Cheating negatively impacts students, instructors, and programs but what can you, as an instructor, do? Develop better tests!

College instructors often have little training in creating tests. They tend to fall back on traditional testing methods familiar to them from their own education. For many, this predates the modern, online world where basic facts are available at the click of a mouse.

Today’s “digital native” students have the vast resources of the internet at their disposal, and they’re not afraid to use those resources during a test. Even as higher education moves more toward online delivery, many instructors retain tests developed for a closed, in-person environment.

Good news! That’s a solvable problem. With a little bit of guidance, you can improve course exams to combat cheating, increase student engagement, and measure learning outcomes more effectively. The tips below can get you started.

Tip 1: Conduct an Assessment Audit

It’s easy to be tempted to continue using the same test items you’ve painstakingly developed over the years. You don’t have to “waste” that work—many items may only require small tweaks to adapt them for an online environment:

  • Reword or remove items that be easily answered with an internet search.
  • Present questions about course material using different words or in different scenarios than your lecture or the textbook uses.
  • Avoid “all of the above,” “none of the above,” and “A and B” as answer choice options—make students select more than one answer choice to get the question correct by using an alternate item type like multi-select.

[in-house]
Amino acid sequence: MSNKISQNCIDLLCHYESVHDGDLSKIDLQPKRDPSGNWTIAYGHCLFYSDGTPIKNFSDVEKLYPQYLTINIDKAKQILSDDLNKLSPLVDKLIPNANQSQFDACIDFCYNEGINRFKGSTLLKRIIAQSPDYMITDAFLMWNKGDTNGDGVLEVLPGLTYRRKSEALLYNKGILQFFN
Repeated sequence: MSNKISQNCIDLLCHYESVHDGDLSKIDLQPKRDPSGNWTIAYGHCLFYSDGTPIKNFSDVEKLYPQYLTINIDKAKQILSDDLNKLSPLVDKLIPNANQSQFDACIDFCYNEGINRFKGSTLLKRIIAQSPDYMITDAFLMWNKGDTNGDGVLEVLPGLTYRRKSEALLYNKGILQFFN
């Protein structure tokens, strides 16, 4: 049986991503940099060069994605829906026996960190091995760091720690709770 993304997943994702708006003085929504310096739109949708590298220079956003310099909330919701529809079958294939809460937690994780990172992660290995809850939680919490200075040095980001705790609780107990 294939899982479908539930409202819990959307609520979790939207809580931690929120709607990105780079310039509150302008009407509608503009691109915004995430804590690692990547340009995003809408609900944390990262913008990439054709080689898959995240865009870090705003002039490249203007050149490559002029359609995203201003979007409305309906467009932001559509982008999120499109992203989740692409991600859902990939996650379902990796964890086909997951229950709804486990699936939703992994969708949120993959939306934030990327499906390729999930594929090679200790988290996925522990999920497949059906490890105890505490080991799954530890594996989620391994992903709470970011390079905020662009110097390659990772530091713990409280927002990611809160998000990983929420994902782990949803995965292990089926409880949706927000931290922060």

Tip 2: Mine Learning Outcomes and Accreditation Standards

After you’ve adjusted existing items, consider adding new ones. Your department’s defined learning outcomes are a good starting point. Another source for accredited programs is the accrediting body’s standards.

Tip 3: Develop Items Using Higher Cognitive Complexity

Finally, consider increasing the cognitive complexity (Webb’s Depth of Knowledge (DOK), Bloom’s Taxonomy) of the items in your test. For open-book, online midterms and finals in higher ed courses, developing items for DOK 3 (Webb’s)/Analysis (Bloom’s) or above minimizes the likelihood of finding the correct answer online.

Bonus Tip

Consider developing a test blueprint for higher-stakes tests, such as midterms or finals. Blueprints help you analyze your testing needs and develop effective items.


To paraphrase one of Murphy’s Laws, “If you make a test cheat-proof, someone will just make a better cheater.” However, following these 3 tips can make your online exams “cheat-resistant.”